2-16. Depending on the phase of operations, the trains operated by the rail unit may be extra or regular trains and may be civilian or military-controlled. A regular train is authorized by timetable while an extra train is authorized by a train order issued by authority of the chief train dispatcher. Road movements are coordinated operations with successful accomplishment depending on the following factors:

  • People and facilities provided.
  • Adequate functioning equipment.
  • Suitable trackage.
  • Competent dispatchers, maintenance personnel, and operating crews.

The requirement for adherence to special orders, rules, and other operating instructions are in FM 55-21.


2-17. In railway terminology, track facilities are defined as those facilities that are required to operate railway trains at a predetermined safe speed. Track facilities include the following:

  • Main tracks.
  • Sidings.
  • Towers.
  • Signals.
  • Buildings.
  • Fuel/lube, sanding, and water points.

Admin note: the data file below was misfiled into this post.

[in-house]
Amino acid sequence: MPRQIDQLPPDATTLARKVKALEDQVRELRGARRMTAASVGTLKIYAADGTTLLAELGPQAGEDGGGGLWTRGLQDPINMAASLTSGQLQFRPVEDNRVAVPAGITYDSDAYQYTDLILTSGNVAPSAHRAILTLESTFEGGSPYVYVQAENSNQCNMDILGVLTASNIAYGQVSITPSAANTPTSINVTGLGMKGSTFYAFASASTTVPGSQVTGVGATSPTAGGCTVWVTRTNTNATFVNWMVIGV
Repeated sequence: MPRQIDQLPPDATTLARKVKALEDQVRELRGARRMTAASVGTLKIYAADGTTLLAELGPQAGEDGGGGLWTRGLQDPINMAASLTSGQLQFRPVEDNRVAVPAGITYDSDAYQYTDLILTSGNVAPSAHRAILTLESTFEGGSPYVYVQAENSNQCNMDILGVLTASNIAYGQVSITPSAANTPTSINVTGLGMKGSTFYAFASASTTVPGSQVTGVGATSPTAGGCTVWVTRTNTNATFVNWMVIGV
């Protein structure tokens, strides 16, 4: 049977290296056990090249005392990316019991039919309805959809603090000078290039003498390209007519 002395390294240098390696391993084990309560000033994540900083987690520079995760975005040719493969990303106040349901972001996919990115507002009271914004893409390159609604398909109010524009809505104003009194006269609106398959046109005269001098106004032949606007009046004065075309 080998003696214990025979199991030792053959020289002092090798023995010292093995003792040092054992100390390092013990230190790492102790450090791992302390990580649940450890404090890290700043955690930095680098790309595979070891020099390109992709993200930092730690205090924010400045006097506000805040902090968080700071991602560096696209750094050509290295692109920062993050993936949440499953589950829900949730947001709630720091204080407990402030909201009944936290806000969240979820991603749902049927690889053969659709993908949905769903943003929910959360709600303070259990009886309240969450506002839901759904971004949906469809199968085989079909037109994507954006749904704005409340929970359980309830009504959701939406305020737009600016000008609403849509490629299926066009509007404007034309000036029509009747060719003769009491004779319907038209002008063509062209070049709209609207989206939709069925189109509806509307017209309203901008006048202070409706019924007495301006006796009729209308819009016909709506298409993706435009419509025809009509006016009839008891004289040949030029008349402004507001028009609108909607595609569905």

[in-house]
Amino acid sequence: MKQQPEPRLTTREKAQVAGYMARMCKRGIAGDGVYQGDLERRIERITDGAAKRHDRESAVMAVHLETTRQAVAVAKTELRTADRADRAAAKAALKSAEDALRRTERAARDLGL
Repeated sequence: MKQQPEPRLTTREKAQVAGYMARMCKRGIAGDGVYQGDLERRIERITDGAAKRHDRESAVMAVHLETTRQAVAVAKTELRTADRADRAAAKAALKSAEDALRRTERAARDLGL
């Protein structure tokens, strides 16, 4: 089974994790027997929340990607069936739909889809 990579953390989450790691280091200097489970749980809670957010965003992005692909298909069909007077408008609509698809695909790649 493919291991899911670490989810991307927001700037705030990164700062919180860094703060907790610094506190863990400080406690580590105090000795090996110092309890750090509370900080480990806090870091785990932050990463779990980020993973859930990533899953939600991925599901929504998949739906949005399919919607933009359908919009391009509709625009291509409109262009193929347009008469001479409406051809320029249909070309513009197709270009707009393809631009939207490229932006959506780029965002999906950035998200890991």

• Shops.
  • Enginehouses.
  • Communications system.


2-18. The main track is a track that extends through yards and between stations. The timetable, track warrant, train order, or block signals determine its operation. A main track consists of a single track or two or more tracks on which the current of traffic may run in either direction. Figure 2-1 shows the schematic layout of a typical railway battalion's AOR. The following paragraphs discuss the three types of main track operations.

Figure 2-1. Schematic Layout of a Typical Railway Battalion's AOR

2-19. Although a single-track line permits trains to run in opposing directions, provisions for their meeting or passing must be made either by train order or timetable schedule authority. When operating on a single track by the timetable method of train operation, the inferior trains must be in the siding 10 minutes before the scheduled arriving time of the opposing superior train unless otherwise directed by train order. When a train dispatcher authorizes an extra train to run over a single-track rail line, he must make provisions for the new extra train to meet all opposing extra trains en route in the train order authorizing the new extra to run. Single-track railway operation not only requires that all operating personnel know, understand, and comply with all provisions of the operating rules, but that they also strictly comply with all train orders issued by the authority and over the signature of the chief train dispatcher.